To Avoid Muhammad Ads, D.C. Subway System Forgoes Millions In Revenue

In Washington, DC, commuters see ads on issues of public concern all the time as they ride subways and buses. But one ad has created such controversy that it's disrupted that pattern.

On Thursday, the board of directors of DC's transit authority temporarily suspended what it calls "issue-oriented advertisements" throughout the DC-area Metrorail and bus system through the end of the calendar year. That category, according to a motion by the chair of the Board of Directors, includes but is not limited to "political, religious, and advocacy advertising."

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Law
4:59 pm
Thu May 28, 2015

Former House Speaker J. Dennis Hastert Indicted By Federal Grand Jury

Originally published on Thu May 28, 2015 7:01 pm

Copyright 2015 NPR. To see more, visit http://www.npr.org/.

Transcript

ROBERT SIEGEL, HOST:

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Goats and Soda
4:41 pm
Thu May 28, 2015

Cholera Surges In Haiti As Rain Arrives Early

Health workers collect the body of a cholera victim in Petionville, Haiti, February 2011. The cholera outbreak in Haiti began in October 2010. Nearly 9,000 people have died.
David Gilkey/NPR

Originally published on Thu May 28, 2015 7:01 pm

At a government-run clinic in Diquini, near Port-au-Prince, doctors are treating a handful of cholera patients.

One of them is Givenchi Predelus. For five days, the high school sophomore has been lying on a cot with a towel over his midsection and an IV in his arm, listening to tinny music on his bare-bones cellphone.

Predelus speaks in a whisper, a sign of what cholera has done to his strength. "Only one other person in my area has cholera," he says, through an interrupter. "She sells patties on the side of the road. I'm the second victim."

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The Two-Way
4:24 pm
Thu May 28, 2015

Former House Speaker Hastert Indicted In Probe Into $3.5M In Withdrawals

Then-U.S. Rep. Dennis Hastert greets a supporter in Yorkville, Ill., in August 2007, after he announced that he would not seek another term in Congress. Hastert was indicted May 28 on charges of evading cash-withdrawal reporting requirements and lying to the FBI, in connection with what the indictment described as $3.5 million in hush money slowly taken out and paid to an unnamed individual.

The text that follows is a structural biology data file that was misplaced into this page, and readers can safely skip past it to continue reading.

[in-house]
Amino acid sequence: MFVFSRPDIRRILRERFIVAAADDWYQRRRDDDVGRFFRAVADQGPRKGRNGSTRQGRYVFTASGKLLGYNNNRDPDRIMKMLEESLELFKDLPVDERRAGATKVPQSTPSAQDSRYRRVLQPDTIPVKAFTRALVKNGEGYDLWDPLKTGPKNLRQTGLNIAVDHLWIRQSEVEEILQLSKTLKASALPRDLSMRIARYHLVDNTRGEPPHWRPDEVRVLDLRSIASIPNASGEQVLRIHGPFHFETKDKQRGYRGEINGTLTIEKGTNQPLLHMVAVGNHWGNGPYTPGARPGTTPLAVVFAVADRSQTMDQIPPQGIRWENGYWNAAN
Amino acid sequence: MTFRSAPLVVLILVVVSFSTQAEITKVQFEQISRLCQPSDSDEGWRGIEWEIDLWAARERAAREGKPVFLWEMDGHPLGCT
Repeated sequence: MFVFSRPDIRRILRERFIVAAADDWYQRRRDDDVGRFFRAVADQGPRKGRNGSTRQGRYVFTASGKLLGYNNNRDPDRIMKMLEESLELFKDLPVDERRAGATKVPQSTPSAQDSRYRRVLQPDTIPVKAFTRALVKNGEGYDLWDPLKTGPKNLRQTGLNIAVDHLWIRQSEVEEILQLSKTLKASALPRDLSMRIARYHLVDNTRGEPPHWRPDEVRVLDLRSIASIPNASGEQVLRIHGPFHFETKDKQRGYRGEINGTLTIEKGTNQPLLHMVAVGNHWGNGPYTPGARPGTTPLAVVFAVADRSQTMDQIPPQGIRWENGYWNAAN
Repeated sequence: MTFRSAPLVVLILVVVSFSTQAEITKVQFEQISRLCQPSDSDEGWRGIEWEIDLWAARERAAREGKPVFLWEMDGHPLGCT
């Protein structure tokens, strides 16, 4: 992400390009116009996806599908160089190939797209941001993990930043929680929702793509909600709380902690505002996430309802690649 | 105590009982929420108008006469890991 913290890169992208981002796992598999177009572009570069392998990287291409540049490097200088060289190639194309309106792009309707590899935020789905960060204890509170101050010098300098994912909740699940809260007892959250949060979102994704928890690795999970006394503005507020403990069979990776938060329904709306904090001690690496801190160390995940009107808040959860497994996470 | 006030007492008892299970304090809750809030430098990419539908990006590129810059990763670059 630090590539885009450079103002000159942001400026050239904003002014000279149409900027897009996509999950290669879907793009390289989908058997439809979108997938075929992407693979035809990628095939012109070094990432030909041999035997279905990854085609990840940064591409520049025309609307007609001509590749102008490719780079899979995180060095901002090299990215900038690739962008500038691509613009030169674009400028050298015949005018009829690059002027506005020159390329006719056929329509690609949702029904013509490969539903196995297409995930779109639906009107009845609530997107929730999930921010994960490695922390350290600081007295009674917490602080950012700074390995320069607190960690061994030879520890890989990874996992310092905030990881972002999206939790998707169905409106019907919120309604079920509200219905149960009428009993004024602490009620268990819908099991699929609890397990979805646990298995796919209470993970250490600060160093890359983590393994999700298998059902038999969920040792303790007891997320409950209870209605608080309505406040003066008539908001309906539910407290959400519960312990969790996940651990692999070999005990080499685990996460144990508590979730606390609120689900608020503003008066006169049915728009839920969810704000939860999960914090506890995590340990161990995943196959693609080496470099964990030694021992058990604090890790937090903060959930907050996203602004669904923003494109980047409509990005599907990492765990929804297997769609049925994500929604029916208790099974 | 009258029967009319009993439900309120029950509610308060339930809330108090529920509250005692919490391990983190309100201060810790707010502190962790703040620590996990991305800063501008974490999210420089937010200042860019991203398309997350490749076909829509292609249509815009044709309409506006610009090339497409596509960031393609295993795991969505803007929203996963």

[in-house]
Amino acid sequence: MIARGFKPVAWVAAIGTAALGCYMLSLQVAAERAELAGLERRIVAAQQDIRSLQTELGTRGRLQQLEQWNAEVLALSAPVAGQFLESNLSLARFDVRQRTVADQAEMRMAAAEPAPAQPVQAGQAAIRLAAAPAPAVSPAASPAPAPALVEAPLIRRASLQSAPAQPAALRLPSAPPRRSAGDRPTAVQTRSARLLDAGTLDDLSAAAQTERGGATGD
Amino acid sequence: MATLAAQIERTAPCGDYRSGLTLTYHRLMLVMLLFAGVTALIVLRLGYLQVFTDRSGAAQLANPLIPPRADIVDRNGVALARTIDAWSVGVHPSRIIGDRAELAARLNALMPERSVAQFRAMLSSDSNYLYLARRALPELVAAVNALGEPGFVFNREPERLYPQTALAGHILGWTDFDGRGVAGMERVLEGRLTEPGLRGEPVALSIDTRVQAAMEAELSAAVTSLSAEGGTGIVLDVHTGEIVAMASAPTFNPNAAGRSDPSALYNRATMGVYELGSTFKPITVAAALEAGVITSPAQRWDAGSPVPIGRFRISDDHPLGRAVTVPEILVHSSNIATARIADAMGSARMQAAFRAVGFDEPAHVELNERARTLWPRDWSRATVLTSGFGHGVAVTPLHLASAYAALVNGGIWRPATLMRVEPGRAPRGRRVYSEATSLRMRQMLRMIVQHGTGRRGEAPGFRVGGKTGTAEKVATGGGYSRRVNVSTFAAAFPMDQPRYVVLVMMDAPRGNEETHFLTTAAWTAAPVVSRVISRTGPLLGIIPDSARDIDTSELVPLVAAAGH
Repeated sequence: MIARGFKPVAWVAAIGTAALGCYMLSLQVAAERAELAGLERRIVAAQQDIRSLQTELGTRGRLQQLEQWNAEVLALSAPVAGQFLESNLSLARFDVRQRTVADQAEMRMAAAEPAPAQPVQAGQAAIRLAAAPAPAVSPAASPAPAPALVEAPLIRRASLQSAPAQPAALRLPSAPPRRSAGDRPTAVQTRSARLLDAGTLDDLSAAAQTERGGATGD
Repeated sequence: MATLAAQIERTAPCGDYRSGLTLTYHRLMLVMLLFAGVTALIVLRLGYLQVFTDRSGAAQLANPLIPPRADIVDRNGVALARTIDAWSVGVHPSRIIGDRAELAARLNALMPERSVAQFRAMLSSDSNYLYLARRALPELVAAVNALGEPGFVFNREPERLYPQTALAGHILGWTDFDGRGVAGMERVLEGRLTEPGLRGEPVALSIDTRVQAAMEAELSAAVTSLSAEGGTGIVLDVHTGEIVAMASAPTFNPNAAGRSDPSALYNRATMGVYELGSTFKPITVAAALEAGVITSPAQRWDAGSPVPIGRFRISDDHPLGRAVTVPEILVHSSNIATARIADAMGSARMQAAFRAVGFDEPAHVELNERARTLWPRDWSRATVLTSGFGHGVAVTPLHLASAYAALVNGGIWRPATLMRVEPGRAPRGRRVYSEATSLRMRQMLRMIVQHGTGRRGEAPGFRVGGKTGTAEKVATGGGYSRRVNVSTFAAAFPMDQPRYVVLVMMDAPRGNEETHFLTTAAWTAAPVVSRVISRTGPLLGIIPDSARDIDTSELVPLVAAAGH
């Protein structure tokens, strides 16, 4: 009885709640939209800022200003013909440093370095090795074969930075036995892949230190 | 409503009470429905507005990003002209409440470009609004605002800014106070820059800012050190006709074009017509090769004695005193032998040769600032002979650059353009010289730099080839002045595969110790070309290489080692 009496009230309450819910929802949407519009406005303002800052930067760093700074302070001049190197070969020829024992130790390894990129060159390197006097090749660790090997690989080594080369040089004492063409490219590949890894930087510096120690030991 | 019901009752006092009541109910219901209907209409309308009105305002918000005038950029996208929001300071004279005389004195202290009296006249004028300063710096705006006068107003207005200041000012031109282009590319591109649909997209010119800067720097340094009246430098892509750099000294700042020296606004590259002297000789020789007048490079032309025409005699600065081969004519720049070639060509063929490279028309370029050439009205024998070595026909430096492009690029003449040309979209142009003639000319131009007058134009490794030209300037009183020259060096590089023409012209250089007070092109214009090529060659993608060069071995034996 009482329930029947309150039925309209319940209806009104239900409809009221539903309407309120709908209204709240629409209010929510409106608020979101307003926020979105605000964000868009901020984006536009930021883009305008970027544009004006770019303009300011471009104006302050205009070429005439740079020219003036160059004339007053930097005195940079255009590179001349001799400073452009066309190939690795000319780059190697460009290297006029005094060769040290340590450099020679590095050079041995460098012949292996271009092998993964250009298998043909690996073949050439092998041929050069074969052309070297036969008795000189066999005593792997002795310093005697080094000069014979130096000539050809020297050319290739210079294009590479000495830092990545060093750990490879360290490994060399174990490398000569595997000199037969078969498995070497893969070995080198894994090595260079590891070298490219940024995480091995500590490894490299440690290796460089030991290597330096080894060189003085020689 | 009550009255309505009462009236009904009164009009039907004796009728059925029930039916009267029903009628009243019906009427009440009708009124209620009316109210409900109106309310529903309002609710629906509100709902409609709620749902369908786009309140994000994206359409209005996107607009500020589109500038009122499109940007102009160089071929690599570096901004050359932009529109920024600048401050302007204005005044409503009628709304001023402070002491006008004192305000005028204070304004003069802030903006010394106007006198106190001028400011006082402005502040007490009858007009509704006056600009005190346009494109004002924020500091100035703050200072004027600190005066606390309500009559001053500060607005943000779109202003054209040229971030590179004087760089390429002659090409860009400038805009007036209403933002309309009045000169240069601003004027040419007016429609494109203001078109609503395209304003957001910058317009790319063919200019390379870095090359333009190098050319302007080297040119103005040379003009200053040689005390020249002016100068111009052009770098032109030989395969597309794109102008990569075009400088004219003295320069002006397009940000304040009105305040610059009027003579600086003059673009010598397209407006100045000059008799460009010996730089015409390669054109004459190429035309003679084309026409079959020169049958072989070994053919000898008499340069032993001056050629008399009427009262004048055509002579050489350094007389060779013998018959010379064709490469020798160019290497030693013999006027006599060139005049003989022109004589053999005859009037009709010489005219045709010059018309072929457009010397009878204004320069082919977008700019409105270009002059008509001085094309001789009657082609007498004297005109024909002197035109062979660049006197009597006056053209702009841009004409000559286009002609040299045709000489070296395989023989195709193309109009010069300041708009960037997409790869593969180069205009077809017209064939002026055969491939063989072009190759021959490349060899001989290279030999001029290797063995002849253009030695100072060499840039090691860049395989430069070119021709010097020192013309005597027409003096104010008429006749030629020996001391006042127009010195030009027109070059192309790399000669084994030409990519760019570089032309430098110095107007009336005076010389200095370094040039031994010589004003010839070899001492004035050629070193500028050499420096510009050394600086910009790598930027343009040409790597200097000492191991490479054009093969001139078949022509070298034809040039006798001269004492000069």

John Gress Reuters/Landov

Originally published on Thu May 28, 2015 7:17 pm

Former Speaker of the House Dennis Hastert was indicted Thursday by a federal grand jury in Chicago. The Illinois Republican, 73, is charged with trying to evade cash withdrawal requirements, and with lying to the FBI about it.

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The Salt
4:15 pm
Thu May 28, 2015

Cod Comeback: How The North Sea Fishery Bounced Back From The Brink

Fish for sale in the fish market in Fraserburgh, Scotland.
Ari Shapiro/NPR

Originally published on Thu May 28, 2015 7:01 pm

Cod love the icy cold waters of the North Sea — and British people love eating cod.

But a decade ago, it looked like people were eating the fish to the brink of collapse. Now the trend has turned around, and the cod are coming back.

We pick up this fish tale, which seems to be on its way to a happy ending, at an early morning fish auction in Fraserburgh, Scotland, where buyers and sellers are lined up alongside hundreds of boxes containing cod, hake, monkfish, sole and every other kind of fish you can imagine from the North Sea.

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U.S.
4:15 pm
Thu May 28, 2015

For Juvenile Sex Offenders, State Registries Create Lifetime Of Problems

Originally published on Thu May 28, 2015 7:01 pm

Forrest Hampton is about to become a family man and he couldn't be happier. He's 25 and he lives in a suburb of Dallas with his fiancée, who's due to have their baby practically any minute. They've already picked out a name: Raven.

In most ways they are a normal family. Except for one thing. Until last year, Hampton was a registered sex offender.

"I honestly don't believe I was supposed to be registered in the first place," he says, "but I wasn't in the position to fight my case."

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Shots - Health News
4:15 pm
Thu May 28, 2015

CDC Investigates Live Anthrax Shipments

A security fence surrounds the main part of the U.S. Army's Dugway Proving Ground, a testing laboratory in the Utah desert. The Army says it mistakenly shipped live anthrax from Dugway to several labs in the U.S. and Korea.
George Frey Getty Images

Originally published on Thu May 28, 2015 7:01 pm